Robert Rauschenberg - Combines
The Metropolitan Museum Of Art
12 December 2005 to 4 April 2006
Surely Robert Rauschenberg needs no introduction. His legacy has been firmly in place from his peak of prominence in the mid to late 1950’s up until today. At a time when the expressionistic formality of abstract expressionism was reaching it’s peak of popularity, Rauschenberg chose to reject the non-narrative discipline within modern American painting that had in its absolute dedication to non-representation and patriotic
counter-formalism, in itself become somewhat formulaic. As ‘the image’ was breaking back into the forefront of arts focus and the art world was balanced tentatively on the cusp of an artistic revolution that was ‘Pop’, Rauschenberg was creating beautifully exquisite, reflective works of art that one might say in themselves acted as the most influential catalyst to the ensuing events of the 1960’s.
In his scrupulous use of found imagery and objects, within his combines Rauschenberg aspired to alter the conception of a collected materials original context in its placement into a new and unfamiliar situation. It could be said that Rauchenberg’s combines, in their use of such a vast detritus of objects accumulated directly from the streets of New York and imagery torn from American newspapers, were a comprehensive, collective representation of the times. The professed conjoining of ‘art and life’ that Rauschenberg prided his work upon it must be said was certainly achieved. This being said, what can be taken from the experience of seeing these works today? Has the gravitas of the subjects of Rauschenberg’s works begun to dissipate? Have his combines become more like artefacts than significant works of art?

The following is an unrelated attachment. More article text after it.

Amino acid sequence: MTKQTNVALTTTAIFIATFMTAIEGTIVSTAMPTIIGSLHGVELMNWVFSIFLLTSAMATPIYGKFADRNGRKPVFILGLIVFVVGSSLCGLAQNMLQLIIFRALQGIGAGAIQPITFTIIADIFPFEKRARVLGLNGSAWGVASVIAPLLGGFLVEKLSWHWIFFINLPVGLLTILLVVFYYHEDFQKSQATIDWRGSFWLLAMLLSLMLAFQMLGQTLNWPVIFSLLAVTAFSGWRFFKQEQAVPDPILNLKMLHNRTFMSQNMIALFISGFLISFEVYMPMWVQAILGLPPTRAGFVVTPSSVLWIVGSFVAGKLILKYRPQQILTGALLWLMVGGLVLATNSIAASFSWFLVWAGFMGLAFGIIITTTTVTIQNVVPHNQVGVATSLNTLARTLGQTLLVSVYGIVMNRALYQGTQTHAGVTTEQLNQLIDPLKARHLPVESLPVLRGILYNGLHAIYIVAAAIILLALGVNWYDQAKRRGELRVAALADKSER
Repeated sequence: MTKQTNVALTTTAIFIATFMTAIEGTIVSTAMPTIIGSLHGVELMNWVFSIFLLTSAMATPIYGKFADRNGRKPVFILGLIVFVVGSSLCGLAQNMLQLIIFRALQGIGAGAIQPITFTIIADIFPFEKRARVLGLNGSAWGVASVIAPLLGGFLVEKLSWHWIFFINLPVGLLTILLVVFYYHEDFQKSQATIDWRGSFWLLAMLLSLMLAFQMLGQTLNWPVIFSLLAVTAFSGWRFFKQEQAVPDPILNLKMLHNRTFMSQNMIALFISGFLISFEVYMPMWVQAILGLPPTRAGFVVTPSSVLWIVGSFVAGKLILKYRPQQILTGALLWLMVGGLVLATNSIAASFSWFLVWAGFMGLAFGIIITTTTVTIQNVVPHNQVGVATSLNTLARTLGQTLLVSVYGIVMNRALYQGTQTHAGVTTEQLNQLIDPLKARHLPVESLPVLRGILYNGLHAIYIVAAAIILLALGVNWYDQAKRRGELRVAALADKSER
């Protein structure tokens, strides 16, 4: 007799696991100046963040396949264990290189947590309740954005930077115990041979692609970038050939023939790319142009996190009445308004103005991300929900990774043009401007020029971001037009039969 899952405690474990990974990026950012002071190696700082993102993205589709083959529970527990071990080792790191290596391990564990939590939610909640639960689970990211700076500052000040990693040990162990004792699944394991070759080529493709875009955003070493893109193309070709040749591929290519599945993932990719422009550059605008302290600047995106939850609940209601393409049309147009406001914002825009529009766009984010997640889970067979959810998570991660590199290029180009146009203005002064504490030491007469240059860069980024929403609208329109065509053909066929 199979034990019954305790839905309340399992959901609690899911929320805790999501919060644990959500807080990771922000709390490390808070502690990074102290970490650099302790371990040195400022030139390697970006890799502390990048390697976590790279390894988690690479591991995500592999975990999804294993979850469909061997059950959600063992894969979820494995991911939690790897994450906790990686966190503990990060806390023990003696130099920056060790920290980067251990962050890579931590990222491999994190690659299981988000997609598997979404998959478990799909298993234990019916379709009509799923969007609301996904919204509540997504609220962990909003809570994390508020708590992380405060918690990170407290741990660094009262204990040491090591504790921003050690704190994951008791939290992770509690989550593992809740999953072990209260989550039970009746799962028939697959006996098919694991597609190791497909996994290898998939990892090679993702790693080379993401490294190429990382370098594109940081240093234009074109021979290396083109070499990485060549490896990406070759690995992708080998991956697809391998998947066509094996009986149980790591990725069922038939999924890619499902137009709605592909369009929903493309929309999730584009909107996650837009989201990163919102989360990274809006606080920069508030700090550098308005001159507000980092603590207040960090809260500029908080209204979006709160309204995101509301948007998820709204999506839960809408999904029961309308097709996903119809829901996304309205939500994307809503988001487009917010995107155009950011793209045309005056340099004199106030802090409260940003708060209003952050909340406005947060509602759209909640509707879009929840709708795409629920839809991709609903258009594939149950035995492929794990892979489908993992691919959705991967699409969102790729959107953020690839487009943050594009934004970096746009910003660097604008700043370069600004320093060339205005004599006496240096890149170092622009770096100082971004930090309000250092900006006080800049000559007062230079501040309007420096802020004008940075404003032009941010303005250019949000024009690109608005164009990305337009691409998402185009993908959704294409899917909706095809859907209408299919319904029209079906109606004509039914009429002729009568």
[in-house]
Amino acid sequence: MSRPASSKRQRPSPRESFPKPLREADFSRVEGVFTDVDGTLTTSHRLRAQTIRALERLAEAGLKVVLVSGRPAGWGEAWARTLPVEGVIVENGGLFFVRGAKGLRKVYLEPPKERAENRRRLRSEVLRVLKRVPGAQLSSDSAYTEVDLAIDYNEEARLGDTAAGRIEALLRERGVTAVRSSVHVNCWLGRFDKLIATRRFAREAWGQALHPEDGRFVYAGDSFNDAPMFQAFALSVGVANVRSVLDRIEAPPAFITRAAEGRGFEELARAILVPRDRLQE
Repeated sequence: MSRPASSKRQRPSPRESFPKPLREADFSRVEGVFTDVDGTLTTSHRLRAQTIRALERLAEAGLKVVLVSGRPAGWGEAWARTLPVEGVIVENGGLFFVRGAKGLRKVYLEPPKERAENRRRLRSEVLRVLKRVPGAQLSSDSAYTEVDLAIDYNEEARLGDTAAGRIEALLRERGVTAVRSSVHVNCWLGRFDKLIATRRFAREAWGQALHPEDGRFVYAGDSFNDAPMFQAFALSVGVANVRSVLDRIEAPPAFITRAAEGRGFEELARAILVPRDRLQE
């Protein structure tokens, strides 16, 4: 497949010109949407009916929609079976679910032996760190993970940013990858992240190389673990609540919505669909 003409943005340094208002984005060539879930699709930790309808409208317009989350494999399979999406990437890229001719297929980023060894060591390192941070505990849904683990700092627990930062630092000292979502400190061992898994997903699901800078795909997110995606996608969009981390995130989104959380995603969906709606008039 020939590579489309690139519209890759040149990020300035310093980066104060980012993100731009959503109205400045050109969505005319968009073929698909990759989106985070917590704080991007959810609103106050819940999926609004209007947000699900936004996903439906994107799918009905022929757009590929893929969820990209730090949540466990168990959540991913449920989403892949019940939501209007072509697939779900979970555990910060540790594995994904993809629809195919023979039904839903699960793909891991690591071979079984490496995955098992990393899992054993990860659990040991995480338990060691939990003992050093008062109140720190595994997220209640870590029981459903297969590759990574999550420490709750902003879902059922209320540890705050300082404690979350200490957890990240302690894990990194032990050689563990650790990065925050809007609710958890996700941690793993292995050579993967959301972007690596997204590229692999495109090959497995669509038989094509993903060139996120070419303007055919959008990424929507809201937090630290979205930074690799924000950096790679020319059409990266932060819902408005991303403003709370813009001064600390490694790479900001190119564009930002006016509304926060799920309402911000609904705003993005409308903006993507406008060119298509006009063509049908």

The recent exhibition at the Metropolitan Museum of Modern Art in New York, is the first concise, retrospective survey of Robert Rauschenberg’s combines. On display were some 67 of Rauchenberg’s paintings from as early as 1953 up until 1964. The question that I wish to pose in regards to the curatorial merit or subsequent negation of merit given to the show is, has the context of Rauschenberg’s work been undermined through such an overwhelmingly comprehensive retrospective? Has the presentation of such a vast body of his work acted as a pre-deterministic attribute that is detrimental to each individual pieces wonderfully introspective quality? After all in my mind Rauchenberg’s work is in no way about predetermination, it’s looseness and it’s accidental or incidental virtues deem it to be something quite the contrary, something revelatory.
This revelatory aspect is one that was in essence true of the time in which the work was being made. The fifties in New York were times of revolt, of communist uprisings and politically fuelled music and poetry, these fractious yet creatively rife times and the pinnacle figures within them are often referred to as The Beat Generation. To me to try to perceive Rauchenberg’s work of this period out of the context of this beat era would be illogical. Perhaps the Beats stand of non-conformity rubbed off on Rauschenberg and spurred his ever subversive use of unconventional materials and his transgression of the boundaries of the pre-ordained, rigid artistic plain affiliated with preceding contemporary painters. Rauschenberg’s paintings are in themselves much like reading a beat poem or listening to free-form jazz music.
So what can be taken from Rauschenberg’s work today? If we regard his painting to be comparable to the poetic prose of the Beat poets, then to view his work in a collective sense would surely prove an unrewarding and undermining experience. To site one of the poetic greats of the era in question, Allen Ginsberg, to read Howl as it was intended, isolated from his other works to me holds much more ground than to read it amongst a collection of Ginsberg’s poetry. This in my mind is the perfect metaphor for the way Rauschenberg’s work is to be best appreciated.
I love art
First published: a-n.co.uk June 2006
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